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How the art of the civil rights era moved a nation toward justice

Along with enacting unprecedented social change, the civil rights movement also spawned powerful music and creative expression that helped a nation come to terms with its grief and rage over racial injustice. Some artists, like photographer Gordon Parks, made the lives and struggles of black people more visible. Still others, like James Brown, brought catharsis and joy during troubled times. The movement also inspired artists to become activists—like Nina Simone, who penned songs like “Mississippi Goddam,” written for the bombings and assassinations happening throughout the South, and “The King of Love Is Dead,” after the killing of Martin Luther King Jr.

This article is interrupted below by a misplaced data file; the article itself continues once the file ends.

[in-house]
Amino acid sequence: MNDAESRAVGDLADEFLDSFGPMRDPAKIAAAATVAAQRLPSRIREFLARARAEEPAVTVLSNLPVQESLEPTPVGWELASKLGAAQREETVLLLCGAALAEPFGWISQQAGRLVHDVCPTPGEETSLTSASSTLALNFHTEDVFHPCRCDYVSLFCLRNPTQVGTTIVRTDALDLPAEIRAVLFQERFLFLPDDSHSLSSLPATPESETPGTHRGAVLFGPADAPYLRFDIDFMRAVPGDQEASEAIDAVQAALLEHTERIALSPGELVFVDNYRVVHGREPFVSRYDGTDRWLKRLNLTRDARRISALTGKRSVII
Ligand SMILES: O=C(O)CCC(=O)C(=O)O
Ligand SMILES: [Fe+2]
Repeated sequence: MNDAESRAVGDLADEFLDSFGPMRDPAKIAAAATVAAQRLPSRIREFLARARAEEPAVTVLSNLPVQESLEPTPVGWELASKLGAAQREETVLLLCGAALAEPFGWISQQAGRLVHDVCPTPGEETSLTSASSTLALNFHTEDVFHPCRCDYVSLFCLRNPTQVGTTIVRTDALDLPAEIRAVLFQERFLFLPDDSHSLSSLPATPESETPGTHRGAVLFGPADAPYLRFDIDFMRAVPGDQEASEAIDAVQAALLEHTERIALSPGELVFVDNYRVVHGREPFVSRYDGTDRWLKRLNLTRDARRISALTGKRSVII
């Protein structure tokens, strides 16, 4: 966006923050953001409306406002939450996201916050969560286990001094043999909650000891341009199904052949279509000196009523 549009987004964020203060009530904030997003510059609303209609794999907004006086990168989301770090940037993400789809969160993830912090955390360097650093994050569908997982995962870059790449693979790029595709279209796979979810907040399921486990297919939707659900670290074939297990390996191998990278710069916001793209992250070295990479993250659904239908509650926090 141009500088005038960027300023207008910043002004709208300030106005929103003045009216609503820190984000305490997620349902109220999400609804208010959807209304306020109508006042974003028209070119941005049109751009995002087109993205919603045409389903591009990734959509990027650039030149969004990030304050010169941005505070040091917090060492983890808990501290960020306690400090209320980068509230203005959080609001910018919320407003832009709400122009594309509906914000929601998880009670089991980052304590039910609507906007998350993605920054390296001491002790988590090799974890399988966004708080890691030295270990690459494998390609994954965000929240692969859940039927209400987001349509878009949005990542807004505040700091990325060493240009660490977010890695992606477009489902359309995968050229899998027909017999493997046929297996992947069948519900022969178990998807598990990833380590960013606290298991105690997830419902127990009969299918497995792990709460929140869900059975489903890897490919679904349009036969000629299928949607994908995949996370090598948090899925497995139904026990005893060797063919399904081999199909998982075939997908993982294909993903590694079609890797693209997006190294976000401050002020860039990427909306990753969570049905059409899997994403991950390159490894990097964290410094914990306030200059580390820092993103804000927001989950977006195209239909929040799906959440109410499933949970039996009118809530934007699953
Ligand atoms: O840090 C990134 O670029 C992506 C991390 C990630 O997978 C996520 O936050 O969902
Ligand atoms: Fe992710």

This video was published in partnership with Peabody Spotlight, a digital series produced by the Peabody Media Center, in commemoration of Black History Month.

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